Babi's Trail Running Adventures
Langfords to Hotham with Dan

Sweeping Langfords to Hotham with Dan

07 January 2018

What a day!!
Woke up at 1.41 A.M., scared I missed the alarm… it was set to 2.45. Maybe slept 3 hrs??!!

Rolled out of the garage at 4 sharp and in spite of the road works on the freeway,  I was on the Hume Highway at 4.51. All went well until after Milawa, when I was driving against the strong sunlight and decided to wipe the windscreen.  Didn’t realise I was stepping on the acceleration a tad harder, doing 108 in the 100 zone, when I have noticed that bastard hiding under a tree in a white SUV.  Stepped on the break,  but probably too late… bitter taste…

Arrived in Mt Beauty at 8.17 with plenty of time to have some food, etc. I promised Brett I’ll be at the coach station before 9. Had my very dry sandwich,  then went looking for a toilet,  when I saw Dan’s smiling face in the bakery. Said hello and asked how is he getting to Langfords. He said he is getting a ride with Brett. Asked if I could,  too. Lucky day, there was another spot in Brett’s van. I went back, parked the car, grabbed my gear, then we got into the Trail+ van. I’ve met Sarah,  Brett’s daughter. The conversation was very interesting, so much so, that we didn’t notice all the curves to Langfords Gap. Except for Brett, of course – he was driving very carefully.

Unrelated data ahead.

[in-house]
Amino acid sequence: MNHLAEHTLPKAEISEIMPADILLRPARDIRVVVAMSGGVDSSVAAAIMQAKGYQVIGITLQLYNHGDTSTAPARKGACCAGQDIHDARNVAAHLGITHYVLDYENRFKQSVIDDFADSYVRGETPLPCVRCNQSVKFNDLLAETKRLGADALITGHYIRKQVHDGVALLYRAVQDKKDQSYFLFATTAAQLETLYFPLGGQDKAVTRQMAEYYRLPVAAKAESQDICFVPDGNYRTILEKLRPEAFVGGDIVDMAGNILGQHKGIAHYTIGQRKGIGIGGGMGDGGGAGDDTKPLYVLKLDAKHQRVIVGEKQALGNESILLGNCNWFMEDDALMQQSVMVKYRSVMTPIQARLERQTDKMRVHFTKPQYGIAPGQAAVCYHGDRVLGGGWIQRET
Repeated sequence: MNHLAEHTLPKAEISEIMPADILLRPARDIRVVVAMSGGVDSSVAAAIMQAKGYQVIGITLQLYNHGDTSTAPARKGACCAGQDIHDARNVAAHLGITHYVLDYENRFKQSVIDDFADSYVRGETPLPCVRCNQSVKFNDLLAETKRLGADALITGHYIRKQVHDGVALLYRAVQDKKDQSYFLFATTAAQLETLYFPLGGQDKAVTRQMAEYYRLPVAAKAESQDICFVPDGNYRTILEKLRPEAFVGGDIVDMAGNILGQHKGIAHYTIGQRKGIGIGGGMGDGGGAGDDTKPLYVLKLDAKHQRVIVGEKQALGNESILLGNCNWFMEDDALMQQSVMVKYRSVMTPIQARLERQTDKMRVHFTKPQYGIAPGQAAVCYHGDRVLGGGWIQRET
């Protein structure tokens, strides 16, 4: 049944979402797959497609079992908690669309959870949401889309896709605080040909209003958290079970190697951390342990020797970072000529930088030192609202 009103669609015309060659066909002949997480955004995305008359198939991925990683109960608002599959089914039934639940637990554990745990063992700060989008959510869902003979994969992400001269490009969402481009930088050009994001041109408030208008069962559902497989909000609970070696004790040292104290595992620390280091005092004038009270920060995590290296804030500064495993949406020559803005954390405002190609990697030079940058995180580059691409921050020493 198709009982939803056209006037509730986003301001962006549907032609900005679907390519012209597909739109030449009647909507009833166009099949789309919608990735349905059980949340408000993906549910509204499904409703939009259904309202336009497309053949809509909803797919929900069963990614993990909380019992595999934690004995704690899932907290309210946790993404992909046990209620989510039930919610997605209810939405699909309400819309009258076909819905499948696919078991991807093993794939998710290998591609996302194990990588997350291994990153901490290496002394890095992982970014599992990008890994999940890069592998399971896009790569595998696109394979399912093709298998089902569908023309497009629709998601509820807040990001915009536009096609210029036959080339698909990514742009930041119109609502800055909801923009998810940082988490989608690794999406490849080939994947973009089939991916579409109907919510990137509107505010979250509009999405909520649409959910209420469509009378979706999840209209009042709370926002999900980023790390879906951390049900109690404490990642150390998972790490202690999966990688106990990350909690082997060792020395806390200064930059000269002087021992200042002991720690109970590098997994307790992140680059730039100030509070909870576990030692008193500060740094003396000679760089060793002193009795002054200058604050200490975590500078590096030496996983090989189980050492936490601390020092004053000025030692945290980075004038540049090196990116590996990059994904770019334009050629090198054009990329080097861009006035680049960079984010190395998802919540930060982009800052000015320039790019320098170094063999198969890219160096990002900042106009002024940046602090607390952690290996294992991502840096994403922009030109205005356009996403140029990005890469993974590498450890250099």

I thought we’d get going as soon as we arrive, but then I’ve learnt that we might only leave after 12. The checkpoint was just being set up, so we helped wherever we could. It was exciting being on this side of the fence, hearing when the first runner is about to arrive, helping the runners through the checkpoint, chatting with the 29 km competitors who were getting ready to start. I’ve met Skye [Meredith], I’ve only realised who she was when I saw her tending to Thierry. George [Mihalakellis] gave me a Lumix and said “Just take photos” – so I did. Grabbed every opportunity to nail a moment of the race.